If you are looking to just test scripts, BigDataBall provides a demo dataset, which you should be able to download and follow along with this.

Importing & cleaning the data

I’ve got my data in csv format, which can be loaded straight into a dataframe – so that is exactly what I did.

import pandas as pd
logpath = [CSV DATA FILE PATH]
log_df = pd.read_csv(logpath)

We are interested in just the shots — so we would like to filter the dataframe. Looking at the data with log_df.columns — we find the ‘event_type’ column. Let’s see if that’s the column that we are after — I print its unique values by:

print(log_df.event_type.unique())

I see that there is a ‘shot’ value and a ‘miss’ value — fantastic. Using this, I can build a filtered dataframe, with a filter where the event_type parameter is a ‘shot’ or a ‘miss’ .

shots_df = log_df[(log_df.event_type == 'shot') | (log_df.event_type == 'miss')]

Just like that, we have a filtered dataframe!

Well, one last thing — let’s build a new column where we’ve got a binary classification (1/0) where 1 is for a made shot, and 0 for misses. It will come in handy rather than having to filter by a string variable.

I did it by creating a new column with a zero value, and using the .maskdataframe method to give the values where the ’event_type’ column value is a ‘shot’ .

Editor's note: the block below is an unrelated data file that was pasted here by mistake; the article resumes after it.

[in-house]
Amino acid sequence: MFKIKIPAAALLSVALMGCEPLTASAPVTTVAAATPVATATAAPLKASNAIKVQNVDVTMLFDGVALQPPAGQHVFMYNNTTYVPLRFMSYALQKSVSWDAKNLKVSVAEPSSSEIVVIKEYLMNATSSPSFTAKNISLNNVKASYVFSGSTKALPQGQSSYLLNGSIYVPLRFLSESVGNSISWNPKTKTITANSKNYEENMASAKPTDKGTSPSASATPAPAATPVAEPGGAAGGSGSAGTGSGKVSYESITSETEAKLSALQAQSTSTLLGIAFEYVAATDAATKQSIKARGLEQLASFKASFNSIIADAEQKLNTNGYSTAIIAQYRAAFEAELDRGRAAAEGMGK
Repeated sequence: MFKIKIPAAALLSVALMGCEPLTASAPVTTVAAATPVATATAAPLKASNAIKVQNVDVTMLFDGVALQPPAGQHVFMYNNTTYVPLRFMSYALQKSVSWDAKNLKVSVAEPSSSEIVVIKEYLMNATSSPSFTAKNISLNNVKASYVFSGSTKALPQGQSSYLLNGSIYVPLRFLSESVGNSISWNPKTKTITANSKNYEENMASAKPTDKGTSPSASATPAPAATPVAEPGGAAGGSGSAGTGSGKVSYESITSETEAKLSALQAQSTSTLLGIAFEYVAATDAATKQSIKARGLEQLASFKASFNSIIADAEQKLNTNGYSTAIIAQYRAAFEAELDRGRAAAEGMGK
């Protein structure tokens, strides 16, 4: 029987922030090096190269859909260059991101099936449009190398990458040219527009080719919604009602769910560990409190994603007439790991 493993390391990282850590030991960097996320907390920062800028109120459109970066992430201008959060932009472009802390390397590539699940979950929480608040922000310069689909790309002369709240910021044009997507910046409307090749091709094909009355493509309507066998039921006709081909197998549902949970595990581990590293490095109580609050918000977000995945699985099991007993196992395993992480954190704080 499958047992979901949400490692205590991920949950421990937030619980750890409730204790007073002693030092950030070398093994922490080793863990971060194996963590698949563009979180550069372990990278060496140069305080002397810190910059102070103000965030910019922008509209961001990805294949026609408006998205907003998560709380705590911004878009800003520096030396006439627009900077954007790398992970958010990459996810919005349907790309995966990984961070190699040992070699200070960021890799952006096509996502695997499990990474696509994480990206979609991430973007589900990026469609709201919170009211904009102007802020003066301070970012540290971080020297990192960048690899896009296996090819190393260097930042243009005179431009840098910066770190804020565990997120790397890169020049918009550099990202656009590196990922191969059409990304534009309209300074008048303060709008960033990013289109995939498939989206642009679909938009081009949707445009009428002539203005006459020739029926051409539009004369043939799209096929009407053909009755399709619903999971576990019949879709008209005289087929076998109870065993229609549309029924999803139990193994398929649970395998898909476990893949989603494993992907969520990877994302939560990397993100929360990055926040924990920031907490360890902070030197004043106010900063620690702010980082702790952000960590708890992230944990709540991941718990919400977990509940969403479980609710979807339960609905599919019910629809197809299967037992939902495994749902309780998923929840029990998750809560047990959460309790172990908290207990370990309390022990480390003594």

shots_df['shot_made'] = 0
shots_df['shot_made'] = shots_df['shot_made'].mask(shots_df.event_type == 'shot', 1)

Okay, great. Oh — if you’re loading multiple files, all you have to do is to load them all, add them to a list and then use pd.concat.

For example, if temp_list is your list of dataframes, you could addthem all together by: pd.concat(temp_list, axis=0, ignore_index=True).

Boring — plot me something

Okay, okay. Let’s get to the fun part. Actually, now that all the work has been done, the plotting part is extremely easy. Let’s take a look at all of the shot attempts in the October 20th, 2018 game between the Spurs and the Trail Blazers.

shots_df as filtered includes 184 rows — and looking at Basketball-reference.com box score tells me this is correct. How do we plot them?

Well, let’s start with a simple scatter plot — the coordinates are already there, so a simple shots_df.plot.scatter('original_x', 'original_y') will actually plot all the shots!… as ugly as it might be.

My first shot chart (yes, it’s not pretty)